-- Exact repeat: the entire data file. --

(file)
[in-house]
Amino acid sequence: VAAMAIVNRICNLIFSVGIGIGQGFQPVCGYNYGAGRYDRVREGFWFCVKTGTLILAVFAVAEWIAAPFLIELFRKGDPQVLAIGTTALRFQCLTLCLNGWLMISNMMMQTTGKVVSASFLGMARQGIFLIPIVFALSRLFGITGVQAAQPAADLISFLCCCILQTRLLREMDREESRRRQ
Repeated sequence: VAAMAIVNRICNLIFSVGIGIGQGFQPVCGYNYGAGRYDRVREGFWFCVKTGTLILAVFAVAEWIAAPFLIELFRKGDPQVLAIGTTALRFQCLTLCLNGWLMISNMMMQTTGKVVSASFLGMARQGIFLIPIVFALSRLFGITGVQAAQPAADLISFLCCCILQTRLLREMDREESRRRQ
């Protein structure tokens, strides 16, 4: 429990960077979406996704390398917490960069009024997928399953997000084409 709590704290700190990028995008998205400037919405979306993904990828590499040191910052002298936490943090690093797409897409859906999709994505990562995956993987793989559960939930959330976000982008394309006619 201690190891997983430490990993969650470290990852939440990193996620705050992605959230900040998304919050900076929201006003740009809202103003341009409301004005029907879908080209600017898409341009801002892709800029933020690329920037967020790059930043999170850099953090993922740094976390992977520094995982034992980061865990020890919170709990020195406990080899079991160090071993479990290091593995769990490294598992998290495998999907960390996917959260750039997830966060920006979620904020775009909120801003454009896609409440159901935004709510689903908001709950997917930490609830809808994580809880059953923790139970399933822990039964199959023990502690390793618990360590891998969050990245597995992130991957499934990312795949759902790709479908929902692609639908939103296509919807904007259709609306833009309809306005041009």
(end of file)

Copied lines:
[in-house]
Amino acid sequence: VAAMAIVNRICNLIFSVGIGIGQGFQPVCGYNYGAGRYDRVREGFWFCVKTGTLILAVFAVAEWIAAPFLIELFRKGDPQVLAIGTTALRFQCLTLCLNGWLMISNMMMQTTGKVVSASFLGMARQGIFLIPIVFALSRLFGITGVQAAQPAADLISFLCCCILQTRLLREMDREESRRRQ
Repeated sequence: VAAMAIVNRICNLIFSVGIGIGQGFQPVCGYNYGAGRYDRVREGFWFCVKTGTLILAVFAVAEWIAAPFLIELFRKGDPQVLAIGTTALRFQCLTLCLNGWLMISNMMMQTTGKVVSASFLGMARQGIFLIPIVFALSRLFGITGVQAAQPAADLISFLCCCILQTRLLREMDREESRRRQ
């Protein structure tokens, strides 16, 4: 429990960077979406996704390398917490960069009024997928399953997000084409 709590704290700190990028995008998205400037919405979306993904990828590499040191910052002298936490943090690093797409897409859906999709994505990562995956993987793989559960939930959330976000982008394309006619 201690190891997983430490990993969650470290990852939440990193996620705050992605959230900040998304919050900076929201006003740009809202103003341009409301004005029907879908080209600017898409341009801002892709800029933020690329920037967020790059930043999170850099953090993922740094976390992977520094995982034992980061865990020890919170709990020195406990080899079991160090071993479990290091593995769990490294598992998290495998999907960390996917959260750039997830966060920006979620904020775009909120801003454009896609409440159901935004709510689903908001709950997917930490609830809808994580809880059953923790139970399933822990039964199959023990502690390793618990360590891998969050990245597995992130991957499934990312795949759902790709479908929902692609639908939103296509919807904007259709609306833009309809306005041009």